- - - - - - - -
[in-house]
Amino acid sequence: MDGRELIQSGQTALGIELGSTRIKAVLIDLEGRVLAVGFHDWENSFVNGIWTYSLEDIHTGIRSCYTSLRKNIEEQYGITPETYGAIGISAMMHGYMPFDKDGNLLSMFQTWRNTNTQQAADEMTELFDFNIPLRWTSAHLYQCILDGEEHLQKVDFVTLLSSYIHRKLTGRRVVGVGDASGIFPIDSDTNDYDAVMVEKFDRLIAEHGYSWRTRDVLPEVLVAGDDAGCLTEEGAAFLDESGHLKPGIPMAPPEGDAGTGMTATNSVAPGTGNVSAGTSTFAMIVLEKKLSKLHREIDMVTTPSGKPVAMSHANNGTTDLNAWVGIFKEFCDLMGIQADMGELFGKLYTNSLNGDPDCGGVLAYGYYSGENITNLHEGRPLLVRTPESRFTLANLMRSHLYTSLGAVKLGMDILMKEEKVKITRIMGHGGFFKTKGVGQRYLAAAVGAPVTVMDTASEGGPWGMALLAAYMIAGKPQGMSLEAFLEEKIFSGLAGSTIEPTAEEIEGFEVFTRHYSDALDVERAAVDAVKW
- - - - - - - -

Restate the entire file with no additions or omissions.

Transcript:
[in-house]
Amino acid sequence: MDGRELIQSGQTALGIELGSTRIKAVLIDLEGRVLAVGFHDWENSFVNGIWTYSLEDIHTGIRSCYTSLRKNIEEQYGITPETYGAIGISAMMHGYMPFDKDGNLLSMFQTWRNTNTQQAADEMTELFDFNIPLRWTSAHLYQCILDGEEHLQKVDFVTLLSSYIHRKLTGRRVVGVGDASGIFPIDSDTNDYDAVMVEKFDRLIAEHGYSWRTRDVLPEVLVAGDDAGCLTEEGAAFLDESGHLKPGIPMAPPEGDAGTGMTATNSVAPGTGNVSAGTSTFAMIVLEKKLSKLHREIDMVTTPSGKPVAMSHANNGTTDLNAWVGIFKEFCDLMGIQADMGELFGKLYTNSLNGDPDCGGVLAYGYYSGENITNLHEGRPLLVRTPESRFTLANLMRSHLYTSLGAVKLGMDILMKEEKVKITRIMGHGGFFKTKGVGQRYLAAAVGAPVTVMDTASEGGPWGMALLAAYMIAGKPQGMSLEAFLEEKIFSGLAGSTIEPTAEEIEGFEVFTRHYSDALDVERAAVDAVKW